Laurentian University’s collapse shows federal government must protect public institutions from private-sector restructuring

Posted on September 13, 2021 in Education Debates

Source: — Authors: – Opinion/Contributors
Sept. 13, 2021.   By Sue Wurtele, Contributor

Even though Laurentian University announced its insolvency crisis in early February, fallout at the small institution in Sudbury, Ont. continues to this day.

More than 60 programs and over 100 faculty and staff jobs have been cut, first-year enrolments have plummeted 30 per cent, years of important research has been forsaken, and the university has largely abandoned its commitments to Francophone and Indigenous communities. In the wake of this destruction, the anxiety, frustration and heartbreak of Laurentian’s collapse will leave scars for years to come.

During this federal election, candidates have the opportunity to make sure this unnecessary devastation does not repeat itself at other public institutions.

That is because the tool Laurentian University used to force these cuts is a piece of federal legislation called the Companies’ Creditors Arrangement Act (CCAA) — legislation specifically designed for private-sector companies, not public institutions like universities.

This is unprecedented. Laurentian is the first publicly funded university in Canada to exploit the ambiguity of the CCAA. We need to make sure it is the last.

The unrelenting and callous CCAA court process has provided Laurentian’s administration with the authority to cut fast and cut deep. The results have been disastrous. With fewer programs, faculty and students, the university is now a shadow of its former self.

During this process, the interests of big banks, whose profits have soared during the pandemic, have been put squarely ahead of the university’s students, faculty and staff. Royal Bank, TD Canada Trust and the Bank of Montreal are extracting upwards of $100 million in debt repayments from Laurentian, leaving only scraps for the workers terminated without severance. The CCAA forces the most vulnerable to wait at the back of the line.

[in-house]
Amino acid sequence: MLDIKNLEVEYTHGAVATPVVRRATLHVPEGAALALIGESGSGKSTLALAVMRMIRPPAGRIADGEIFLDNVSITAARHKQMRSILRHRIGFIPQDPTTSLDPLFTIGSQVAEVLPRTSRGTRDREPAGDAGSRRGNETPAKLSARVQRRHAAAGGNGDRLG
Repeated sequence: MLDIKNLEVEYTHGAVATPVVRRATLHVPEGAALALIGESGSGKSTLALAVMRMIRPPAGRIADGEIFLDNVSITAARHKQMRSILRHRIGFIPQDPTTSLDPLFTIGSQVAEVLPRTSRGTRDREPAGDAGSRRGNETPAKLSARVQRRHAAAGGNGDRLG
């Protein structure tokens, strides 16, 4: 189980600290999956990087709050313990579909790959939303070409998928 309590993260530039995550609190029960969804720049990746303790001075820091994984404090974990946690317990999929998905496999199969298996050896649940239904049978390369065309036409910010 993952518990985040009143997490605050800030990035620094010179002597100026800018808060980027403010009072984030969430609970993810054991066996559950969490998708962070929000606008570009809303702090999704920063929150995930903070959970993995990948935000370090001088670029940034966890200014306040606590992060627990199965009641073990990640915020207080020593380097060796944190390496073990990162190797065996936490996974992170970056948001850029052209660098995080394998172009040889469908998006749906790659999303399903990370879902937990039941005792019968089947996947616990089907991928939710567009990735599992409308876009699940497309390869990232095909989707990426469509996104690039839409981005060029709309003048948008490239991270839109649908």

This is a warning to anyone who values Canada’s public institutions. If changes are not made to federal insolvency and bankruptcy legislation, this story of destruction will repeat itself elsewhere.

Among the major political parties, there seems to be agreement that the CCAA was misused at Laurentian. The NDP decried the application of the CCAA, calling for an end to the court proceedings; Liberal MP Paul Lefebvre proposed exempting public post-secondary institutions from the act; Bloc Québécois MP Marilène Gill proposed better protecting workers terminated under the CCAA; and Conservative MP Steven Blaney called the events at Laurentian a crisis for French language education.

During this federal election, political candidates across Canada have an opportunity to show that they care about Canada’s public services, have learned from Laurentian’s collapse, and will commit to amending the CCAA and the Bankruptcy and Insolvency Act to exempt public institutions.

The precedent set by using the CCAA at Laurentian threatens the future of public institutions across Canada. The next federal government needs to ensure that what happened at Laurentian under the CCAA never happens to another university or public institution again.

Sue Wurtele is the president of the Ontario Confederation of University Faculty Associations.


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